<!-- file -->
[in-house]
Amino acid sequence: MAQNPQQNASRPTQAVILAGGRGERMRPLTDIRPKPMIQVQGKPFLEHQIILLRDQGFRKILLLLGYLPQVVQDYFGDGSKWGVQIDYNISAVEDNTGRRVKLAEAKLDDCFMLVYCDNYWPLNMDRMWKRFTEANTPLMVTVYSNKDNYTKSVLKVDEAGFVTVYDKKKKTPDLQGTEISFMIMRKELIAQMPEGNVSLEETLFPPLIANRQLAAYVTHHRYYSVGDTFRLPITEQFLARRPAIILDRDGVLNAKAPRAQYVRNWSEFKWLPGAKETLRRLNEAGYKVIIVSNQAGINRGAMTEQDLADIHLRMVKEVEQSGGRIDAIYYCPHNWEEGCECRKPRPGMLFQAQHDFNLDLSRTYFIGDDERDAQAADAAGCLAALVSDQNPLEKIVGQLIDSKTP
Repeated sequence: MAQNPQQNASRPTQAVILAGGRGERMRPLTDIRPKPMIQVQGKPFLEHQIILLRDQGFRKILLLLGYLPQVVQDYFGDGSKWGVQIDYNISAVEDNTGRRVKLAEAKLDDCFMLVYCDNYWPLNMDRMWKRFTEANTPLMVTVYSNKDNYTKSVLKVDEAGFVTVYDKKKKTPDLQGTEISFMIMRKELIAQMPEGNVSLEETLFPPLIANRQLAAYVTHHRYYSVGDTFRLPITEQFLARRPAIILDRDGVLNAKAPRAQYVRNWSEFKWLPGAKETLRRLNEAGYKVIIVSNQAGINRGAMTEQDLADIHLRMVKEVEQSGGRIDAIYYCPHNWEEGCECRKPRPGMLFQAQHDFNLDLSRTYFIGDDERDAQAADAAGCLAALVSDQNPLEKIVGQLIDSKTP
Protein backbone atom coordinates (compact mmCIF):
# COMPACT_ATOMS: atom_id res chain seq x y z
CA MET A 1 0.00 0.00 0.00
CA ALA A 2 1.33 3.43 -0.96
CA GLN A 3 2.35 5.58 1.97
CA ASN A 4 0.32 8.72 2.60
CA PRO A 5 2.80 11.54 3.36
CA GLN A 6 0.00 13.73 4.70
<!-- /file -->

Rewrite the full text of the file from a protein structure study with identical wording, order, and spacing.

[in-house]
Amino acid sequence: MAQNPQQNASRPTQAVILAGGRGERMRPLTDIRPKPMIQVQGKPFLEHQIILLRDQGFRKILLLLGYLPQVVQDYFGDGSKWGVQIDYNISAVEDNTGRRVKLAEAKLDDCFMLVYCDNYWPLNMDRMWKRFTEANTPLMVTVYSNKDNYTKSVLKVDEAGFVTVYDKKKKTPDLQGTEISFMIMRKELIAQMPEGNVSLEETLFPPLIANRQLAAYVTHHRYYSVGDTFRLPITEQFLARRPAIILDRDGVLNAKAPRAQYVRNWSEFKWLPGAKETLRRLNEAGYKVIIVSNQAGINRGAMTEQDLADIHLRMVKEVEQSGGRIDAIYYCPHNWEEGCECRKPRPGMLFQAQHDFNLDLSRTYFIGDDERDAQAADAAGCLAALVSDQNPLEKIVGQLIDSKTP
Repeated sequence: MAQNPQQNASRPTQAVILAGGRGERMRPLTDIRPKPMIQVQGKPFLEHQIILLRDQGFRKILLLLGYLPQVVQDYFGDGSKWGVQIDYNISAVEDNTGRRVKLAEAKLDDCFMLVYCDNYWPLNMDRMWKRFTEANTPLMVTVYSNKDNYTKSVLKVDEAGFVTVYDKKKKTPDLQGTEISFMIMRKELIAQMPEGNVSLEETLFPPLIANRQLAAYVTHHRYYSVGDTFRLPITEQFLARRPAIILDRDGVLNAKAPRAQYVRNWSEFKWLPGAKETLRRLNEAGYKVIIVSNQAGINRGAMTEQDLADIHLRMVKEVEQSGGRIDAIYYCPHNWEEGCECRKPRPGMLFQAQHDFNLDLSRTYFIGDDERDAQAADAAGCLAALVSDQNPLEKIVGQLIDSKTP
Protein backbone atom coordinates (compact mmCIF):
# COMPACT_ATOMS: atom_id res chain seq x y z
CA MET A 1 0.00 0.00 0.00
CA ALA A 2 1.33 3.43 -0.96
CA GLN A 3 2.35 5.58 1.97
CA ASN A 4 0.32 8.72 2.60
CA PRO A 5 2.80 11.54 3.36
CA GLN A 6 0.00 13.73 4.70